Comparative effectiveness of low- and high-fidelity bronchoscopy simulation for training in conventional transbronchial needle aspiration and user preferences.

Journal Article (Journal Article)

BACKGROUND: Conventional transbronchial needle aspiration (TBNA) can be learned using high-fidelity virtual-reality platforms and low-fidelity models comprised of molded silicone or excised animal airways. OBJECTIVES: The purpose of this study was to determine perceptions and preferences of learners and instructors regarding the comparative effectiveness of low-fidelity and high-fidelity bronchoscopy simulation for training in TBNA. METHODS: During the 2008 annual CHEST conference, a prospective randomized crossover design was used to train study participants in three methods of conventional TBNA using low- and high-fidelity models. Likert style questions were administered to learners and instructors in order to elicit preferences and opinions regarding educational effectiveness of the models. Results were tabulated and depicted in graphic format, with medians calculated. RESULTS: Learners felt that the models were equally enjoyable (13-13) and enthusiasm generating (low 17-high 15). There was preference for low-fidelity in terms of realism (23-17), ease of learning (20-6), and learning all three TBNA methods (31-7 for hub-against-wall, 31-6 for jabbing, 29-6 for piggyback). Low-fidelity was preferred as an ideal model overall (19-11). Instructors thought that low-fidelity was more useful in teaching TBNA (9-0 for all three methods). Instructors perceived the low-fidelity model overall as an ideal tool for learning TBNA (8-0) and a more effective teaching instrument (8-0). CONCLUSION: Based on learner and instructor perceptions, a low-fidelity model is superior to a high-fidelity platform for training in three methods of conventional TBNA.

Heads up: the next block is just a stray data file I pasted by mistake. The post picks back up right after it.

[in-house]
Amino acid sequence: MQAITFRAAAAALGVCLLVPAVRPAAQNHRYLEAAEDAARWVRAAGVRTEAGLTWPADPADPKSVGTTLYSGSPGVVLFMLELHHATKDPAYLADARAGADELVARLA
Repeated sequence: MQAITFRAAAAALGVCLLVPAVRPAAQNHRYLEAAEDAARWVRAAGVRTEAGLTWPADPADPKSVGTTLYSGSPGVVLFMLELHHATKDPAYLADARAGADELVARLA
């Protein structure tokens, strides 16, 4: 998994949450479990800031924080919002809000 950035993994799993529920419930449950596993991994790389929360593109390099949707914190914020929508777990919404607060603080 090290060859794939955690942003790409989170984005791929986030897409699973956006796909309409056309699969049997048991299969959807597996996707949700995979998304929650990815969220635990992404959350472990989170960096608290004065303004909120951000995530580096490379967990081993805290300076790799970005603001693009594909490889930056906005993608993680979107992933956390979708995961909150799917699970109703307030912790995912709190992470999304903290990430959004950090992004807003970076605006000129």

Full Text

Duke Authors

Cited Authors

  • Davoudi, M; Wahidi, MM; Zamanian Rohani, N; Colt, HG

Published Date

  • 2010

Published In

Volume / Issue

  • 80 / 4

Start / End Page

  • 327 - 334

PubMed ID

  • 20616534

Electronic International Standard Serial Number (EISSN)

  • 1423-0356

Digital Object Identifier (DOI)

  • 10.1159/000318674


  • eng

Conference Location

  • Switzerland